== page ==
Since glass is amorphous quartz and when you slow the cooling of something enough it will crystallize, couldn’t you melt $\ce{SiO2}$ (sand) and then very slowly cool it to cause spontaneous nucleation and form quartz crystals?

If so, then why hasn’t it been used before? It would seem to be a better method than flux because in flux you need many chemicals and a dissolving chemical or mix and it is a complicated and very long process to grow very small crystals throughout the whole mix. If you simply cooled a molten mixture slowly enough to cause complete crystallization, then the entire mix of molten crystal would need to form crystal because it all is cooling down.

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    $\begingroup$ About the second part of your question, both the α- and the β-phase of quartz have what we call an enantiomorphic space group. It forms spirals that can be 'enantiomers' to each other, which I guess also gives it its properties. For many applications you often need the pure enantiomer which will grow in a seed of the correct orientation under for example hydrothermal conditions. $\endgroup$ May 27, 2019 at 8:27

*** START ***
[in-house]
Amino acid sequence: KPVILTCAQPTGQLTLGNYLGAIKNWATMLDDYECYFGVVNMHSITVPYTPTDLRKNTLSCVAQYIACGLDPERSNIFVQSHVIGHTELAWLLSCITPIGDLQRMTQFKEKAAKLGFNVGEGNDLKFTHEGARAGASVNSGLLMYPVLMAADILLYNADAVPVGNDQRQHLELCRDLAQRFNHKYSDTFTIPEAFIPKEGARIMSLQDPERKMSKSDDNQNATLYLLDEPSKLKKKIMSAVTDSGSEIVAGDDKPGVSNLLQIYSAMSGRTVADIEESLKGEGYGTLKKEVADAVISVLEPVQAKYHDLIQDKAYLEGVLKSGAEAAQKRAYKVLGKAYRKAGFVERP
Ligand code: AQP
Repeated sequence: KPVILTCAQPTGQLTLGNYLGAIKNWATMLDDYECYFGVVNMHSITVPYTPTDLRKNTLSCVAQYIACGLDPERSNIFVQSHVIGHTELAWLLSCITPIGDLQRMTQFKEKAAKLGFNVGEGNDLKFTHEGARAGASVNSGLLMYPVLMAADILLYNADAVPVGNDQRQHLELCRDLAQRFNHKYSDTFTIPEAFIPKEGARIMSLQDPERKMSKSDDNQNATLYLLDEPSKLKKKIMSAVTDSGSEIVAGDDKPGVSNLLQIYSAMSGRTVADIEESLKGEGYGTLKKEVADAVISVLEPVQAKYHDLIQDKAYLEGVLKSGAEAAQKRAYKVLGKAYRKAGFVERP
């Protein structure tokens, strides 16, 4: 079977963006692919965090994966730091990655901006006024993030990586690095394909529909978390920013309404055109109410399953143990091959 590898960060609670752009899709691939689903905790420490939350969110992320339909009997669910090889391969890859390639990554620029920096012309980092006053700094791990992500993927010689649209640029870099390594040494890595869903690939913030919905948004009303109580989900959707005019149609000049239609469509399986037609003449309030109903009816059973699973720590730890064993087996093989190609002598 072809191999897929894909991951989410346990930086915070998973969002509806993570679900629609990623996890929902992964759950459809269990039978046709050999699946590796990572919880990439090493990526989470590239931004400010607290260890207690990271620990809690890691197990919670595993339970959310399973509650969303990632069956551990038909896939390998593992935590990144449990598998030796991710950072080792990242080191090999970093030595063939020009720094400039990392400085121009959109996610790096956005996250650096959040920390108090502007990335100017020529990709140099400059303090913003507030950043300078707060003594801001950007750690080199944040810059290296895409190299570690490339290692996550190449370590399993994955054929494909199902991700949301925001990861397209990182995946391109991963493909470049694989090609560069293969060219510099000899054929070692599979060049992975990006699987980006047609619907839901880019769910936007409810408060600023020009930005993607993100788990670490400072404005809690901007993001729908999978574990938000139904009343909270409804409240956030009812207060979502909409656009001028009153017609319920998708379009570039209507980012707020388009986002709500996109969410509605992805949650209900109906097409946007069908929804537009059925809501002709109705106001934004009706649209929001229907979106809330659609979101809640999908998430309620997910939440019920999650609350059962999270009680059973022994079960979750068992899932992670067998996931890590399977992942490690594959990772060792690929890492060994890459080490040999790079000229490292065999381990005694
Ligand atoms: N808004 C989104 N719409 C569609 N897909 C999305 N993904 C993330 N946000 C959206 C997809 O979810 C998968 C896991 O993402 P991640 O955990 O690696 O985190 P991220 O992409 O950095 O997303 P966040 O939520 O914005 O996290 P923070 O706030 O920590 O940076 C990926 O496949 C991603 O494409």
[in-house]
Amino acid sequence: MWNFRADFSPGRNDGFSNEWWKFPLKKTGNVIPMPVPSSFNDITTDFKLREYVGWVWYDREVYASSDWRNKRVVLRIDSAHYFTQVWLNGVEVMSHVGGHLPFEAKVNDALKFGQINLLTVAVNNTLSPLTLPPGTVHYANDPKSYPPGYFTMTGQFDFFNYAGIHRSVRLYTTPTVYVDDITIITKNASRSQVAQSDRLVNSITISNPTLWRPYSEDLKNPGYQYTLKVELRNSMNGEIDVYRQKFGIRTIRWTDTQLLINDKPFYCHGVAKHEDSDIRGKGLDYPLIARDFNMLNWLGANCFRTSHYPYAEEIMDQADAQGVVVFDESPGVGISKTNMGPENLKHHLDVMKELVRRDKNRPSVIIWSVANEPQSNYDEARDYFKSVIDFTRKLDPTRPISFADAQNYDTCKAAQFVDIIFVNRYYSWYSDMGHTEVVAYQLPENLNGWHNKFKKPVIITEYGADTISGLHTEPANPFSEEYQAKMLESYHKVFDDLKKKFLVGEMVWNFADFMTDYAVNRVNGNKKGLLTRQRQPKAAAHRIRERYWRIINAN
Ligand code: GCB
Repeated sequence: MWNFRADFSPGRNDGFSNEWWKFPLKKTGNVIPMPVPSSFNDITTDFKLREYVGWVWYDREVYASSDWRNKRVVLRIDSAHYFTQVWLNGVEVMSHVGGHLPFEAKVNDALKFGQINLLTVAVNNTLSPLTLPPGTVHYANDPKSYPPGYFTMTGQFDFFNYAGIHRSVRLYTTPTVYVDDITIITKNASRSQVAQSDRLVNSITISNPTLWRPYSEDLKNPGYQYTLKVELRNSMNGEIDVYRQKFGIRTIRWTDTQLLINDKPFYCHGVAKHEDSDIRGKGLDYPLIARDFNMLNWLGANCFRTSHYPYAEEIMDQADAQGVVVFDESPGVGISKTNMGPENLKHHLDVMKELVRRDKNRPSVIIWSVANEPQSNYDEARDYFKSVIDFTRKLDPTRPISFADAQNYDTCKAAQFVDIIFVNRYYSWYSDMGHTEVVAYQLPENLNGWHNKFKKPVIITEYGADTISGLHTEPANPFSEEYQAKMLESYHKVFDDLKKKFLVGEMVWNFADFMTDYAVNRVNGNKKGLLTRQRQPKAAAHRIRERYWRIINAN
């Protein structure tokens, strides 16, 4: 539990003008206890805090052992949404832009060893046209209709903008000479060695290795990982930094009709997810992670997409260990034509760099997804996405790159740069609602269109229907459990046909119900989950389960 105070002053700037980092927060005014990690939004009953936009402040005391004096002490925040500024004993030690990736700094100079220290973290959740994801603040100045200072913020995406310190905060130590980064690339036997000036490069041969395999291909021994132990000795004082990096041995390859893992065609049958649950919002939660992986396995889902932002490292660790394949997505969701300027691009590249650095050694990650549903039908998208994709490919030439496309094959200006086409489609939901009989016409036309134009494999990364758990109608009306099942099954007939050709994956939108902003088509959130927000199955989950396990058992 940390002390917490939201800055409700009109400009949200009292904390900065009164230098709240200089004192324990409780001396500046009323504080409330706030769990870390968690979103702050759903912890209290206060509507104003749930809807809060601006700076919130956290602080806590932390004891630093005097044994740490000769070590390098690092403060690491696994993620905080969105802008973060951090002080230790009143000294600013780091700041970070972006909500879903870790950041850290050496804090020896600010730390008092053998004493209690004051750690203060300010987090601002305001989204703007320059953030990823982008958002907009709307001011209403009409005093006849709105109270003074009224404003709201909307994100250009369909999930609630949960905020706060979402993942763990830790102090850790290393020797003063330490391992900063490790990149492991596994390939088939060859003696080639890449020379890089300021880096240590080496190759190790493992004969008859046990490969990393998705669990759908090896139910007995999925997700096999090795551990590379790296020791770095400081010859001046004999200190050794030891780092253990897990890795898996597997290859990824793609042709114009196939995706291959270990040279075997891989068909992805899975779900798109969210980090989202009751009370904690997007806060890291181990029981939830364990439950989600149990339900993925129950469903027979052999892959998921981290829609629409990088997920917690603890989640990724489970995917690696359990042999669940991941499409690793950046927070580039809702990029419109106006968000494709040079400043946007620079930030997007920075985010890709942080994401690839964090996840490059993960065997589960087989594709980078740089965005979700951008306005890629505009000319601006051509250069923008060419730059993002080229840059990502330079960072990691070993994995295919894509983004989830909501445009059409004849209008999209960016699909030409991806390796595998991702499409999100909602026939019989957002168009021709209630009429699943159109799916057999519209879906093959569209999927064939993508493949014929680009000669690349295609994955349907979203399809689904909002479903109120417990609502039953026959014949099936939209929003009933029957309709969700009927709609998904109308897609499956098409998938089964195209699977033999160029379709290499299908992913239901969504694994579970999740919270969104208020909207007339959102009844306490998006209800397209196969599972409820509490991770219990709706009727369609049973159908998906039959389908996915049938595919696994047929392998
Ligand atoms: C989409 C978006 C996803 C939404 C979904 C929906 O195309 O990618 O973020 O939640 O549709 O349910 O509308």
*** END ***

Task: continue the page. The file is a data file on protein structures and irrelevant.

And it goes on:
• $\begingroup$ Melting and cooling will give you a bunch of crystals lumped together. Why would you want that? Then again, I've seen single crystals of quartz as big as a tabletop, and they were not made by melting. $\endgroup$ May 27, 2019 at 8:29
  • $\begingroup$ see eg ndk.com/catalog/AN-SQC_GG_e.pdf $\endgroup$
    – Buck Thorn
    May 27, 2019 at 8:47
  • $\begingroup$ In principle, maybe. But that isn't how big crystals are formed in nature. Most deposit from solutions not from melted pure silica. $\endgroup$
    – matt_black
    May 27, 2019 at 13:03
  • $\begingroup$ @NightWriter Your example post is about hydrothermal growth of a crystal. $\endgroup$
    – Buttonwood
    May 27, 2019 at 21:37


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